We construct a mortality table for U.S. public companies during 1985–2006. We find that the age-specific mortality rates of firms initially increase, peaking at age three, and then decrease with age, implying that the first 3 years of public life are critical. Financial intermediaries involved around the “public birth” of a firm (e.g., venture capitalists (VCs) and high-quality underwriters) are associated with lower firm mortality rates, sometimes for up to 7 years after the initial public offering (IPO). VCs reduce mortality rates more through natal financial care than through selection, whereas high-quality underwriters affect firm mortality more through selection.
Using a proprietary database from a large Chinese state-owned bank, we examine whether information evolved from banking relationships predicts commercial loan default by industrial firms. We find that the bank's relationship information is significantly linked to the incidence of default, and that its contribution to prediction accuracy is larger than any hard information. Furthermore, the effect of relationship information is stronger among firms that have a more sustained banking relationship. Our findings indicate that, at least in the emerging markets, a bank's relationship information still matters for large firms, despite the fact that hard information for such firms is abundant.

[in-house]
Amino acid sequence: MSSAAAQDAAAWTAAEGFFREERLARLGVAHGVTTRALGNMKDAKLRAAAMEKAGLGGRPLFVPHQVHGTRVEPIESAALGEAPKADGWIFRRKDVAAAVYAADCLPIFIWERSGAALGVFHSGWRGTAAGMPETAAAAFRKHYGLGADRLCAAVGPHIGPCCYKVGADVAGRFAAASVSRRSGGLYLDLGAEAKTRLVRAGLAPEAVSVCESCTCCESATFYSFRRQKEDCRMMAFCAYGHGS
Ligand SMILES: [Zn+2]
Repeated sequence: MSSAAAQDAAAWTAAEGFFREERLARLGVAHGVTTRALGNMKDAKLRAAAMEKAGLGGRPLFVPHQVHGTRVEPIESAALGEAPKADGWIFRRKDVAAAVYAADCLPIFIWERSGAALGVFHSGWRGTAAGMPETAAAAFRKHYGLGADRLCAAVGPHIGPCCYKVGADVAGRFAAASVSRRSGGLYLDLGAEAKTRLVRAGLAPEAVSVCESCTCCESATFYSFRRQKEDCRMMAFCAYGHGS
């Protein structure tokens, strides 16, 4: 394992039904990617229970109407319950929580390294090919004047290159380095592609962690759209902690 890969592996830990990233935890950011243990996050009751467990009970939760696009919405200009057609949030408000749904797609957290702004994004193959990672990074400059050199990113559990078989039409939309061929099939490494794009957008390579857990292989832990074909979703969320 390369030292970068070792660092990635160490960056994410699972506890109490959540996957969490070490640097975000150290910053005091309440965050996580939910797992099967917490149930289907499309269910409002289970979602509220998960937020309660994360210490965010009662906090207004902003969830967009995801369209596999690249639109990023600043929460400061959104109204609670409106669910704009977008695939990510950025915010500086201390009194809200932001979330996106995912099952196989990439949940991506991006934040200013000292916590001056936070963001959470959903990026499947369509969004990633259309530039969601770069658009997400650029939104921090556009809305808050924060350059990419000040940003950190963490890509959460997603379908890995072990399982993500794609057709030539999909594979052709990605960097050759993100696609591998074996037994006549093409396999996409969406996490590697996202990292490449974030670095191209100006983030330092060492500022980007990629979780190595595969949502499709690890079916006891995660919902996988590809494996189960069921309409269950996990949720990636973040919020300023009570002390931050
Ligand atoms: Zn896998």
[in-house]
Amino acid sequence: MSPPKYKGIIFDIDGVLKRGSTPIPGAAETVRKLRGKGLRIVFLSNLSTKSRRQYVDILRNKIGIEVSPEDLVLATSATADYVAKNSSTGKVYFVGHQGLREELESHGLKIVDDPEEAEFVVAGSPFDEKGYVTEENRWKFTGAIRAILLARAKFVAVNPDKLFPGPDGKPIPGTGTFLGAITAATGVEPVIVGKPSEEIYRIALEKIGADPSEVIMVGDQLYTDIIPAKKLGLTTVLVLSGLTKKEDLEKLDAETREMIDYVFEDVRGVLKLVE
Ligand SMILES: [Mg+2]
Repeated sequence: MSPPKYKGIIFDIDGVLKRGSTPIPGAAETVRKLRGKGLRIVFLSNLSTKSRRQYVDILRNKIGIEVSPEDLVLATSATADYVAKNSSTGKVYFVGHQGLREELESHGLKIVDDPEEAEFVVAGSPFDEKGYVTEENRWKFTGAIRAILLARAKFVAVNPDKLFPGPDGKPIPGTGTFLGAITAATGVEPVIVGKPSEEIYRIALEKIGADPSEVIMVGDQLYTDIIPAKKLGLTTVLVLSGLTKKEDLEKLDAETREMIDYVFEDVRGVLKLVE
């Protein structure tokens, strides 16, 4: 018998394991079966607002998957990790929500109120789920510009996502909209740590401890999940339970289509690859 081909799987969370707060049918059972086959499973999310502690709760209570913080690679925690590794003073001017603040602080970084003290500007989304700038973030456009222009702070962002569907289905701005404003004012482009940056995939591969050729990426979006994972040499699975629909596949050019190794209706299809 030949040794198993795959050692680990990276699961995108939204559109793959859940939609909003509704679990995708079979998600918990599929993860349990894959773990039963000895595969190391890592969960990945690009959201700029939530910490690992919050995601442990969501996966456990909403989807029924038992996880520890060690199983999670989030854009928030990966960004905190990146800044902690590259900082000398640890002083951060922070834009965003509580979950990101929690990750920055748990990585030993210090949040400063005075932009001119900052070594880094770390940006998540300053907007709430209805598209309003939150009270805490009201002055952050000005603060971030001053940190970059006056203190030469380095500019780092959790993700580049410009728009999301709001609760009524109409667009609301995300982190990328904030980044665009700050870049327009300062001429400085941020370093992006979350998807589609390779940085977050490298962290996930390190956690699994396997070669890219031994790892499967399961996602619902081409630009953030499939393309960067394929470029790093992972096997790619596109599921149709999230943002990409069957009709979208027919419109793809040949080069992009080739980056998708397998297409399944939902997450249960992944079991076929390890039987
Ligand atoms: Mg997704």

In this paper, I survey the recent research in corporate finance on financial securities frauds. I structure my review around the three subjects in this literature: studies of internal and external factors that elicit managerial incentives for fraudulent activities, studies on regulatory and market-based mechanisms that help to deter or detect fraud and on what affects the efficiency of such mechanisms, and studies on the economic and social consequences of financial fraud. I outline the empirical challenges related to this line of research and discuss opportunities for future studies.